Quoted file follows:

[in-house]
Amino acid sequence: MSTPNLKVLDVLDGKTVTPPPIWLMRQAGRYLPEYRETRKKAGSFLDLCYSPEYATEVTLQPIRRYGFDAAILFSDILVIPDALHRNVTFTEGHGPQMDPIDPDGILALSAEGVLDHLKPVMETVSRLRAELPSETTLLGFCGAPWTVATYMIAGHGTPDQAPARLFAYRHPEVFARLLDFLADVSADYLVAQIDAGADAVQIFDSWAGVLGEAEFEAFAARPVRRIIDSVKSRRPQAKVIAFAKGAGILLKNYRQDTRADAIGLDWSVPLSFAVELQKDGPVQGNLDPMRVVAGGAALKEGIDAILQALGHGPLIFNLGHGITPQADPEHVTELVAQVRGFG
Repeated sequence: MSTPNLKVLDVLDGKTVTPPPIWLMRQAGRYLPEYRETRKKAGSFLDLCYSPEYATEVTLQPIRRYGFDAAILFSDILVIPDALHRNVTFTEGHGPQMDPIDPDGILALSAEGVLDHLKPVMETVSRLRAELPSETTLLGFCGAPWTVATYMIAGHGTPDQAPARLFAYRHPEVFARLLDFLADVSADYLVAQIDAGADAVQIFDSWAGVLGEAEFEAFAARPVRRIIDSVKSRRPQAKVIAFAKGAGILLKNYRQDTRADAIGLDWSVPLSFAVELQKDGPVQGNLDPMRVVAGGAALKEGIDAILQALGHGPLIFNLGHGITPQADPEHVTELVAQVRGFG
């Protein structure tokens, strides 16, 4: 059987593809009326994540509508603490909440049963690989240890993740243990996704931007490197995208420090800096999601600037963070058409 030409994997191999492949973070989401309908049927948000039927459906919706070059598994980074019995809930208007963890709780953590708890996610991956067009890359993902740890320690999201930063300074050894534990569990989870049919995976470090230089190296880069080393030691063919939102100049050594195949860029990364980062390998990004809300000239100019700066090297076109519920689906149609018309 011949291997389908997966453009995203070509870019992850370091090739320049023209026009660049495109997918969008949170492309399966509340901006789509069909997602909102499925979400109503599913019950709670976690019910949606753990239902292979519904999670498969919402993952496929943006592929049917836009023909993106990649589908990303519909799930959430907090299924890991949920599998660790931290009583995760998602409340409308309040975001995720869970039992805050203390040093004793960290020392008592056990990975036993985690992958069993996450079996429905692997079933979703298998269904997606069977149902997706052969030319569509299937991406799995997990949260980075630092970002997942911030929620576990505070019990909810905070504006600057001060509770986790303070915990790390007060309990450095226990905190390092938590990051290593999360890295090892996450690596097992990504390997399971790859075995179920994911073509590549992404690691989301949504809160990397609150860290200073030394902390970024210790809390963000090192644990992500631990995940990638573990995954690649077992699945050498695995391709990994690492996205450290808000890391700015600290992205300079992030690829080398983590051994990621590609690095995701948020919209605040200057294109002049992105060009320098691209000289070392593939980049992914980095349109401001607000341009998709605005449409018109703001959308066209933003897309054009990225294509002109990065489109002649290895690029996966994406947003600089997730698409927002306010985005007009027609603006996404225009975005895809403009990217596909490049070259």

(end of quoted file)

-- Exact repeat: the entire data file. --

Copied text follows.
[in-house]
Amino acid sequence: MSTPNLKVLDVLDGKTVTPPPIWLMRQAGRYLPEYRETRKKAGSFLDLCYSPEYATEVTLQPIRRYGFDAAILFSDILVIPDALHRNVTFTEGHGPQMDPIDPDGILALSAEGVLDHLKPVMETVSRLRAELPSETTLLGFCGAPWTVATYMIAGHGTPDQAPARLFAYRHPEVFARLLDFLADVSADYLVAQIDAGADAVQIFDSWAGVLGEAEFEAFAARPVRRIIDSVKSRRPQAKVIAFAKGAGILLKNYRQDTRADAIGLDWSVPLSFAVELQKDGPVQGNLDPMRVVAGGAALKEGIDAILQALGHGPLIFNLGHGITPQADPEHVTELVAQVRGFG
Repeated sequence: MSTPNLKVLDVLDGKTVTPPPIWLMRQAGRYLPEYRETRKKAGSFLDLCYSPEYATEVTLQPIRRYGFDAAILFSDILVIPDALHRNVTFTEGHGPQMDPIDPDGILALSAEGVLDHLKPVMETVSRLRAELPSETTLLGFCGAPWTVATYMIAGHGTPDQAPARLFAYRHPEVFARLLDFLADVSADYLVAQIDAGADAVQIFDSWAGVLGEAEFEAFAARPVRRIIDSVKSRRPQAKVIAFAKGAGILLKNYRQDTRADAIGLDWSVPLSFAVELQKDGPVQGNLDPMRVVAGGAALKEGIDAILQALGHGPLIFNLGHGITPQADPEHVTELVAQVRGFG
């Protein structure tokens, strides 16, 4: 059987593809009326994540509508603490909440049963690989240890993740243990996704931007490197995208420090800096999601600037963070058409 030409994997191999492949973070989401309908049927948000039927459906919706070059598994980074019995809930208007963890709780953590708890996610991956067009890359993902740890320690999201930063300074050894534990569990989870049919995976470090230089190296880069080393030691063919939102100049050594195949860029990364980062390998990004809300000239100019700066090297076109519920689906149609018309 011949291997389908997966453009995203070509870019992850370091090739320049023209026009660049495109997918969008949170492309399966509340901006789509069909997602909102499925979400109503599913019950709670976690019910949606753990239902292979519904999670498969919402993952496929943006592929049917836009023909993106990649589908990303519909799930959430907090299924890991949920599998660790931290009583995760998602409340409308309040975001995720869970039992805050203390040093004793960290020392008592056990990975036993985690992958069993996450079996429905692997079933979703298998269904997606069977149902997706052969030319569509299937991406799995997990949260980075630092970002997942911030929620576990505070019990909810905070504006600057001060509770986790303070915990790390007060309990450095226990905190390092938590990051290593999360890295090892996450690596097992990504390997399971790859075995179920994911073509590549992404690691989301949504809160990397609150860290200073030394902390970024210790809390963000090192644990992500631990995940990638573990995954690649077992699945050498695995391709990994690492996205450290808000890391700015600290992205300079992030690829080398983590051994990621590609690095995701948020919209605040200057294109002049992105060009320098691209000289070392593939980049992914980095349109401001607000341009998709605005449409018109703001959308066209933003897309054009990225294509002109990065489109002649290895690029996966994406947003600089997730698409927002306010985005007009027609603006996404225009975005895809403009990217596909490049070259």